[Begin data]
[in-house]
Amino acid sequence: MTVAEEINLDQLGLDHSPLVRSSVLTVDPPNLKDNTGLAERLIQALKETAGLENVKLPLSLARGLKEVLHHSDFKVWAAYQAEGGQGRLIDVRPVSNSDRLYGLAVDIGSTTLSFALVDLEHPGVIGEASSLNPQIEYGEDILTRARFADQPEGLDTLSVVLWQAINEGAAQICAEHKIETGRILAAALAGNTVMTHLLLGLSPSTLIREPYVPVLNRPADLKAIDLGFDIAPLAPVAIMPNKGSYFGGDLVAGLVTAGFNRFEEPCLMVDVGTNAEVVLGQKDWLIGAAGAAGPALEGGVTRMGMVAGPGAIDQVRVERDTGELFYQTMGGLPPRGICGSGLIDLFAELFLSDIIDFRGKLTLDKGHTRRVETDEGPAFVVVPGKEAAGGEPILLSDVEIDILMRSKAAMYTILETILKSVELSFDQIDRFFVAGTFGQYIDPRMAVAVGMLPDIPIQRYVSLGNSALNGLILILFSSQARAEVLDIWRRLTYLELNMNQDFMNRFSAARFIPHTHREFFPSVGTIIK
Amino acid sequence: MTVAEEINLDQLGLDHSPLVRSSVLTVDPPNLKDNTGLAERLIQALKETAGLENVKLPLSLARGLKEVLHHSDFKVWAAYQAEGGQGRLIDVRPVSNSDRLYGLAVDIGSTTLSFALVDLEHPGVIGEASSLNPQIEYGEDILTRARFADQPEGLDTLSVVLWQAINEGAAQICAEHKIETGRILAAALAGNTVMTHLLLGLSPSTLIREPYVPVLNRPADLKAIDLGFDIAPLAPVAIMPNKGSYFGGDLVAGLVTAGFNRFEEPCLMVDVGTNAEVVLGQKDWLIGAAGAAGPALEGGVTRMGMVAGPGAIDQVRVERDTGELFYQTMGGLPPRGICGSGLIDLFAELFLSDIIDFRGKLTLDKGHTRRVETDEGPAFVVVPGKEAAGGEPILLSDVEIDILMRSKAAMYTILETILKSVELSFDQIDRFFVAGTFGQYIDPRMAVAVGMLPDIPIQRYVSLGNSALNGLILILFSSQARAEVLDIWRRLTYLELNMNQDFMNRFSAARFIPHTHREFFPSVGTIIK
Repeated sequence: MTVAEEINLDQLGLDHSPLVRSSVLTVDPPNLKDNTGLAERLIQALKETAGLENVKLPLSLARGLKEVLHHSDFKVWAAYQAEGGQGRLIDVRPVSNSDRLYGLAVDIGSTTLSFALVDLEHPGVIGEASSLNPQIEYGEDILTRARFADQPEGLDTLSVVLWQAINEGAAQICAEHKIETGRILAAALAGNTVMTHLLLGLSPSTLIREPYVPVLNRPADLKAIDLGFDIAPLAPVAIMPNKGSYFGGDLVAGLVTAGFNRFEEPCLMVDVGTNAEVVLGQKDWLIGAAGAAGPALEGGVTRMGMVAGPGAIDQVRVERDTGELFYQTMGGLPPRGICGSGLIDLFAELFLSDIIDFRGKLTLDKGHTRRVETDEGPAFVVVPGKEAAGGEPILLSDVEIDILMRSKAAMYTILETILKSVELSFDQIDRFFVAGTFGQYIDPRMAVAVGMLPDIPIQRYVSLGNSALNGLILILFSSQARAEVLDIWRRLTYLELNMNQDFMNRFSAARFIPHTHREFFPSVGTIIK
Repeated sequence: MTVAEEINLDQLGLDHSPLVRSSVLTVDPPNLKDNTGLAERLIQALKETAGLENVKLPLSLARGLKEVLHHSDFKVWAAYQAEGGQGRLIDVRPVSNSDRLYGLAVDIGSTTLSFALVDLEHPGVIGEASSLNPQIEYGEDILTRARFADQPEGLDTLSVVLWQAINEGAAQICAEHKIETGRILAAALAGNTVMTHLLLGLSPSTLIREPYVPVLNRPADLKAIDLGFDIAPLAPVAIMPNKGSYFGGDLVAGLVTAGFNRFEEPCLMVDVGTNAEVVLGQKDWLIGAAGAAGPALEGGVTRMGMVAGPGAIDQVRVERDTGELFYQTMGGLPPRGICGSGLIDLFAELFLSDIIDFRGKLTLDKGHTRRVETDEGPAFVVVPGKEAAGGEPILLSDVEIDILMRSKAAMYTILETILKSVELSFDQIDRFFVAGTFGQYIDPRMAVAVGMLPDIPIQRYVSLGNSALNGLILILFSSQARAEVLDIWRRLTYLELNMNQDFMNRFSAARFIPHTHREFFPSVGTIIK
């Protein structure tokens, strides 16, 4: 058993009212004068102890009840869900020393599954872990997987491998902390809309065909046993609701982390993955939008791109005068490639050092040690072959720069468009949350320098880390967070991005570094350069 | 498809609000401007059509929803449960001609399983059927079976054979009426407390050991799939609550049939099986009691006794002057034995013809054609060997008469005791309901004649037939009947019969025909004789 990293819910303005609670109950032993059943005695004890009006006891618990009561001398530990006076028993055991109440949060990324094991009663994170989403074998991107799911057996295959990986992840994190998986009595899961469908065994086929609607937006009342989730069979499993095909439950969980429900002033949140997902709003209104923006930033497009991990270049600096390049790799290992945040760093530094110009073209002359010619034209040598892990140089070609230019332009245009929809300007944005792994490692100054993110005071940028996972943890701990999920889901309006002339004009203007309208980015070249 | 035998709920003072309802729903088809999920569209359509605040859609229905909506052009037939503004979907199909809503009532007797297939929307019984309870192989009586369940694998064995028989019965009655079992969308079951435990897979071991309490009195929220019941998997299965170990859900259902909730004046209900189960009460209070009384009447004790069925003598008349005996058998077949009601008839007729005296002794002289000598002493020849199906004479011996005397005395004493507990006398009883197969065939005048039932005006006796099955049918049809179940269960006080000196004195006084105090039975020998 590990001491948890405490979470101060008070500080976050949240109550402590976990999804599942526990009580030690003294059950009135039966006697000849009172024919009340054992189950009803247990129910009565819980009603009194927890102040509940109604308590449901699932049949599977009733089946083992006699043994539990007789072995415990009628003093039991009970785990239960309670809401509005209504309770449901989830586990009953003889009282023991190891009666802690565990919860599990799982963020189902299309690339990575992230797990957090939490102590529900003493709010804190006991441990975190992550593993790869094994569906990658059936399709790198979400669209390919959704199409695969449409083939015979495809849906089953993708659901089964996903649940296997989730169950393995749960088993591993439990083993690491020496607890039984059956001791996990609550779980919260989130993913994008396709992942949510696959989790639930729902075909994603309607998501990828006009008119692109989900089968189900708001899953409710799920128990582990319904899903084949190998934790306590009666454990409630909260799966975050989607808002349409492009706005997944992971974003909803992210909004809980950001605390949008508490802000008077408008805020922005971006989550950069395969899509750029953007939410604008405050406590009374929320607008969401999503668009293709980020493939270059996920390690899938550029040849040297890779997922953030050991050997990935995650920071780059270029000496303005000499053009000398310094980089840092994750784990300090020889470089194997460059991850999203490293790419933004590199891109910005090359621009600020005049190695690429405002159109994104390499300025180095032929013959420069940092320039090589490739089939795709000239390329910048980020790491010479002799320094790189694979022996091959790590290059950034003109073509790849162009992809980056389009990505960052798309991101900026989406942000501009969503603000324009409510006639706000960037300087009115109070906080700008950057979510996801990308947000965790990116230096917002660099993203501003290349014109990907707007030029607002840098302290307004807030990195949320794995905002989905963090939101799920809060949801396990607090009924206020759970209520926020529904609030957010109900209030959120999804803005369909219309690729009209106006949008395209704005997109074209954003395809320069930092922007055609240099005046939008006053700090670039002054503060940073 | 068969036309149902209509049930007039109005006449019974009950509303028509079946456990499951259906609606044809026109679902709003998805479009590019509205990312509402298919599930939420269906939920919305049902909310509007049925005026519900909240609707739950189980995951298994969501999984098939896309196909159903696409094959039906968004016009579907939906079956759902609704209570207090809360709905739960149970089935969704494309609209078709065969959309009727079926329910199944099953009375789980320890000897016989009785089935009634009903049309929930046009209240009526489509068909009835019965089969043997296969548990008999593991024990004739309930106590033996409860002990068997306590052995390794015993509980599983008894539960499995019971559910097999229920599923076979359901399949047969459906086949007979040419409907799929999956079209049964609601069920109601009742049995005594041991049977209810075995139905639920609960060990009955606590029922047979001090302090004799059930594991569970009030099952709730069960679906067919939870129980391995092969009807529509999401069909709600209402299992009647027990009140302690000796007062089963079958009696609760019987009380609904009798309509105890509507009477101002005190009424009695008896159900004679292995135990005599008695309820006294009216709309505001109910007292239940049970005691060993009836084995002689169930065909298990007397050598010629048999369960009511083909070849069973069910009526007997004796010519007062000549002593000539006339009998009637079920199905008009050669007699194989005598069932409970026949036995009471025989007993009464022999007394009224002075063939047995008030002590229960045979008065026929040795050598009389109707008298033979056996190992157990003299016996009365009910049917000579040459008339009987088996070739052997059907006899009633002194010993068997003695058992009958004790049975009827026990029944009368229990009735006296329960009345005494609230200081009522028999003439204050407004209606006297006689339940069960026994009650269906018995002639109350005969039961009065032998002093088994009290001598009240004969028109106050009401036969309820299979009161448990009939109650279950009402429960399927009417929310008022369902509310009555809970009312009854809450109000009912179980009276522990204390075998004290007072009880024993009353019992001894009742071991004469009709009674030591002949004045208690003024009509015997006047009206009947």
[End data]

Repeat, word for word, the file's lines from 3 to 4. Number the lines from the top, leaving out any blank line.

Amino acid sequence: MTVAEEINLDQLGLDHSPLVRSSVLTVDPPNLKDNTGLAERLIQALKETAGLENVKLPLSLARGLKEVLHHSDFKVWAAYQAEGGQGRLIDVRPVSNSDRLYGLAVDIGSTTLSFALVDLEHPGVIGEASSLNPQIEYGEDILTRARFADQPEGLDTLSVVLWQAINEGAAQICAEHKIETGRILAAALAGNTVMTHLLLGLSPSTLIREPYVPVLNRPADLKAIDLGFDIAPLAPVAIMPNKGSYFGGDLVAGLVTAGFNRFEEPCLMVDVGTNAEVVLGQKDWLIGAAGAAGPALEGGVTRMGMVAGPGAIDQVRVERDTGELFYQTMGGLPPRGICGSGLIDLFAELFLSDIIDFRGKLTLDKGHTRRVETDEGPAFVVVPGKEAAGGEPILLSDVEIDILMRSKAAMYTILETILKSVELSFDQIDRFFVAGTFGQYIDPRMAVAVGMLPDIPIQRYVSLGNSALNGLILILFSSQARAEVLDIWRRLTYLELNMNQDFMNRFSAARFIPHTHREFFPSVGTIIK
Repeated sequence: MTVAEEINLDQLGLDHSPLVRSSVLTVDPPNLKDNTGLAERLIQALKETAGLENVKLPLSLARGLKEVLHHSDFKVWAAYQAEGGQGRLIDVRPVSNSDRLYGLAVDIGSTTLSFALVDLEHPGVIGEASSLNPQIEYGEDILTRARFADQPEGLDTLSVVLWQAINEGAAQICAEHKIETGRILAAALAGNTVMTHLLLGLSPSTLIREPYVPVLNRPADLKAIDLGFDIAPLAPVAIMPNKGSYFGGDLVAGLVTAGFNRFEEPCLMVDVGTNAEVVLGQKDWLIGAAGAAGPALEGGVTRMGMVAGPGAIDQVRVERDTGELFYQTMGGLPPRGICGSGLIDLFAELFLSDIIDFRGKLTLDKGHTRRVETDEGPAFVVVPGKEAAGGEPILLSDVEIDILMRSKAAMYTILETILKSVELSFDQIDRFFVAGTFGQYIDPRMAVAVGMLPDIPIQRYVSLGNSALNGLILILFSSQARAEVLDIWRRLTYLELNMNQDFMNRFSAARFIPHTHREFFPSVGTIIK